The Lowdown on New Drug for Parkinson’s Hallucinations, Delusions

The FDA on Friday, April 29, granted approvalto the first drug ever to treat the hallucinations and delusions that are seen in as many as 40% of people with Parkinson’s disease. While Nuplazid(pimavanserin) certainly meets an unmet medical need for this population, some questions remain over whether the medication is more effective than other antipsychotics used off-label to treat these psychotic effects, as well as the drug’s long-term safety.

The decision follows a March FDA advisory committeevote of 12-2 affirming that the benefits of pimavanserin outweigh the risks in Parkinson’s Disease Psychosis (PDP). Some members expressed concerns about the drug’s safety, but given the few alternatives to treat the condition and no approved treatments, they ultimately gave pimavanserin the nod.

Acadia Pharmaceuticals, Nuplazid’s developer, won approval based on a 6-week trial involving 199 people that found the drug was better than a placebo in reducing the frequency or severity of hallucinations and delusions without making Parkinson’s motor symptoms any worse. The most common side effects seen in this and other trials it conducted was swelling, primarily in the ankles, feet and legs because of edema, nausea, as well as a confused state.

The drug, which is taken by pill once daily, works by targeting certain serotonin receptors in the brain, with the effect of reducing hallucinations, delusions and agitation. Acadia plans to make the medication available next month.

PDP is currently treated primarily through off-label use of other antipsychotics, such as Risperdal (risperidone), Seroquel (quetiapine) and Zyprexa (olanzapine). However, there is a downside associated with these three drugs since they can block a chemical in the brain called dopamine, which drugs used to treat Parkinson’s symptoms attempt to increase production of.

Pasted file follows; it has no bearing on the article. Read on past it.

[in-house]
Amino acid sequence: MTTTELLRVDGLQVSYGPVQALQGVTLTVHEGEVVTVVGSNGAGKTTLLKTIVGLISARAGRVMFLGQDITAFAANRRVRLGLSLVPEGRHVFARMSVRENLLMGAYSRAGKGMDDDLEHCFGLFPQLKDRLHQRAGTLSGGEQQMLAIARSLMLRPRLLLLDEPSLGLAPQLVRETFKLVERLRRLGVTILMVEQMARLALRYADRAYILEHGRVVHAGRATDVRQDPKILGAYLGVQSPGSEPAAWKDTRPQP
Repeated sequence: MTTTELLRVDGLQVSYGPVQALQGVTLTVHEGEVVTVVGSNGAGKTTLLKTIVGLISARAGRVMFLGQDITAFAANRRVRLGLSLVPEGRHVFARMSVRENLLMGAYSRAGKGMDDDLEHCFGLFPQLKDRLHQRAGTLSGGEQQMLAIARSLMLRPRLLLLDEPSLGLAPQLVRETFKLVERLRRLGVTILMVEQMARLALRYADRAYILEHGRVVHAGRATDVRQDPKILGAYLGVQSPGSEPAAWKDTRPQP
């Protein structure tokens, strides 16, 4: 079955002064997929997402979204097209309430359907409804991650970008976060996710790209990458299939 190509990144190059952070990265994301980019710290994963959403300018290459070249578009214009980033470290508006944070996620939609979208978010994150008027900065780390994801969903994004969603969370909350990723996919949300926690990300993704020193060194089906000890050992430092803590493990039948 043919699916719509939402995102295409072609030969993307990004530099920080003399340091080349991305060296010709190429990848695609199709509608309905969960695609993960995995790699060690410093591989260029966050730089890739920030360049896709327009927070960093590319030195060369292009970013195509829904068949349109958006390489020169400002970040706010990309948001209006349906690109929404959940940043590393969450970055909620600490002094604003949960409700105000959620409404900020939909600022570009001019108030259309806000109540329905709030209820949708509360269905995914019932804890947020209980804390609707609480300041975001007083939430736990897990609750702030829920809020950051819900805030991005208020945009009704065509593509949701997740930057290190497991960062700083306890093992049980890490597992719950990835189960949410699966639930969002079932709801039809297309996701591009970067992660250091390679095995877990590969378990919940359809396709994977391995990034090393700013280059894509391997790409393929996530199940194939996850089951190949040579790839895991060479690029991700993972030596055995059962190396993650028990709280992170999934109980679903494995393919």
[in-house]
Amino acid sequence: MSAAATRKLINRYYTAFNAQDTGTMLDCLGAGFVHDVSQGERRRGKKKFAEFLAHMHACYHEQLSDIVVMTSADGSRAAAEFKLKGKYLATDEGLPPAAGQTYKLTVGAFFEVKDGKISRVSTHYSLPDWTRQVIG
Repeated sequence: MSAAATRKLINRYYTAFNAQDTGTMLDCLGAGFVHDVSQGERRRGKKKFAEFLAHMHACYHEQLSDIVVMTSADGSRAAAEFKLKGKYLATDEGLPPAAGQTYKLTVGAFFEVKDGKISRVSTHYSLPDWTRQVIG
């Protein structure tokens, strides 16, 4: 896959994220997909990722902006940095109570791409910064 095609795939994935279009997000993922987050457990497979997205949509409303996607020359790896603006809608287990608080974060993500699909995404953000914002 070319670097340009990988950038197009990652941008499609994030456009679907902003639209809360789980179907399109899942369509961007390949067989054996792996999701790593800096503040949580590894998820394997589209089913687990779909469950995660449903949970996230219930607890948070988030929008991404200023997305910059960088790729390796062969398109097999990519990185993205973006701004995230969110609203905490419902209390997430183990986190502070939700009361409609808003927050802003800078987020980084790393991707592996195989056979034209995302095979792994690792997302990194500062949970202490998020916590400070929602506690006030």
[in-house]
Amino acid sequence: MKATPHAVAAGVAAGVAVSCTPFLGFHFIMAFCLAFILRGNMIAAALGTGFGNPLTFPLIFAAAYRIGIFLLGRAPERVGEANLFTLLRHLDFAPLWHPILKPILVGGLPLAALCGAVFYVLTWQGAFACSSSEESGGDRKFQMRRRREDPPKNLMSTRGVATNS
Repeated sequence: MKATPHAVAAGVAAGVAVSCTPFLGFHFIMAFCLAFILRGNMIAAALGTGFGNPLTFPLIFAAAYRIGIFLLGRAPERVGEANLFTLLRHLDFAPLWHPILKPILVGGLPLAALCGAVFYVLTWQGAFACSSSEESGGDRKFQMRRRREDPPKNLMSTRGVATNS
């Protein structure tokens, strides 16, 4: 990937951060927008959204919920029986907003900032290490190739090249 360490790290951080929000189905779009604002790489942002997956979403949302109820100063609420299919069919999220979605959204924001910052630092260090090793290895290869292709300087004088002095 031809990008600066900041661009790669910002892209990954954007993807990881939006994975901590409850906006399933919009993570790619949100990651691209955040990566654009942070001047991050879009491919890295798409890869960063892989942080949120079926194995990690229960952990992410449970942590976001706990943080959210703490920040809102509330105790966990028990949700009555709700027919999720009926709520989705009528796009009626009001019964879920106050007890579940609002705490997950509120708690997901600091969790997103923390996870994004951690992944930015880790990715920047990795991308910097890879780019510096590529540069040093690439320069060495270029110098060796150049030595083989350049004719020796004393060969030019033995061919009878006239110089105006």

Just like other atypical antipsychotics, pimavanserin has a boxed warning noting higher risk of death associated with its use in older adults who have psychosis related to dementia -– an off-label use.

While the FDA and Acadia celebrate pimavanserin’s approval, there are no long-term studies on the efficacy and safety of the drug, and no studies examining whether the drug works better than off-label use of other antipsychotics.

In 2014, Whitney Tabares, PharmD, writing in the Kansas University School of Pharmacy Department of Pharmacy Practice’s Journal Club Digest, did a thorough evaluation of the efficacy and tolerability of pimavanserin in the treatment of PDP.

“While comparing pimavanserin to atypical antipsychotics that are currently used for PDP such as clozapine and quetiapine, it is difficult to properly assess its efficacy and determine which is more beneficial,” she wrote.

But why? For starters, there are no head-to-head studies comparing pimavanserin to clozapine or Seroquel, Tabares notes. In order to win FDA approval for a new drug, a pharmaceutical company only has to prove its medication works better than placebo, not whether it has better efficacy compared with a drug already on the market.

Second, Tabares takes issue with scales used to evaluate the efficacy of the 3 drugs in treating PDP. She argues that they have not been validated to use in a PDP population. “The scales are focused on the schizophrenic population in particular,” she noted, adding that the pimavanserin trials used scales different from those used in clozapine or quetiapine trials.

While Tabares says that trials involving pimavanserin had many more subjects enrolled than clozapine or quetiapine in PDP, “clinical trials that evaluate the use of pimavanserin over a longer time frame would aide in visualizing potential long-term side effects….There are also no trials in that include patients with history of heart disease.”

Tavares notes that pimavanserin “appears” to be more effective in the treating PDP with fewer side effects than other drugs used for this purpose and should be considered as a first-line treatment.

But, “head-to-head trials of pimavanserin vs clozapine or quetiapine need to be conducted to determine if there is any additional benefit in using pimavanserin,” she writes.


Jonathan Block

Jonathan Block

Jonathan Block is a freelance writer and former MedShadow content editor. He has been an editor and writer for multiple pharmaceutical, health and medical publications, including BioCentury, The Pink Sheet, Modern Healthcare, Health Plan Week and Psychiatry Advisor. He holds a BA from Tufts University and is earning an MPH with a focus on health policy from the CUNY Graduate School of Public Health & Health Policy.


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